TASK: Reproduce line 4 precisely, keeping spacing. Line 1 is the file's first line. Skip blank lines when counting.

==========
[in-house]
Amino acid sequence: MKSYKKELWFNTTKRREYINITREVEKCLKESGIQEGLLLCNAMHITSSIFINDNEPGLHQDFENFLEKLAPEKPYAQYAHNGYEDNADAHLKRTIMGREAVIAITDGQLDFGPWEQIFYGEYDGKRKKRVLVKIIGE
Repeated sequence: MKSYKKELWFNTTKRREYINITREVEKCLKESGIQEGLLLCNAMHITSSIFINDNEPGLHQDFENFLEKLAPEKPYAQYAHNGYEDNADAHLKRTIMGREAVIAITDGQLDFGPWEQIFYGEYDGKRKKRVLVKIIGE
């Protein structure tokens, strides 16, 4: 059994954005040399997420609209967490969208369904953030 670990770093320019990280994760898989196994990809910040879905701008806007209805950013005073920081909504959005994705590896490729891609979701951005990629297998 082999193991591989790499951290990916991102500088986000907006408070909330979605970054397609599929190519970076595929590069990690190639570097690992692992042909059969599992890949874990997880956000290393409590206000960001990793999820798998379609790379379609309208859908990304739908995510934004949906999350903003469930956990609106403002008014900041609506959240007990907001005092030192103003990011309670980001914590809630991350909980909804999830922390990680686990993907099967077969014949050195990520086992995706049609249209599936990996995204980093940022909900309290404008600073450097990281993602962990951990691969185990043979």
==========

């Protein structure tokens, strides 16, 4: 059994954005040399997420609209967490969208369904953030 670990770093320019990280994760898989196994990809910040879905701008806007209805950013005073920081909504959005994705590896490729891609979701951005990629297998 082999193991591989790499951290990916991102500088986000907006408070909330979605970054397609599929190519970076595929590069990690190639570097690992692992042909059969599992890949874990997880956000290393409590206000960001990793999820798998379609790379379609309208859908990304739908995510934004949906999350903003469930956990609106403002008014900041609506959240007990907001005092030192103003990011309670980001914590809630991350909980909804999830922390990680686990993907099967077969014949050195990520086992995706049609249209599936990996995204980093940022909900309290404008600073450097990281993602962990951990691969185990043979």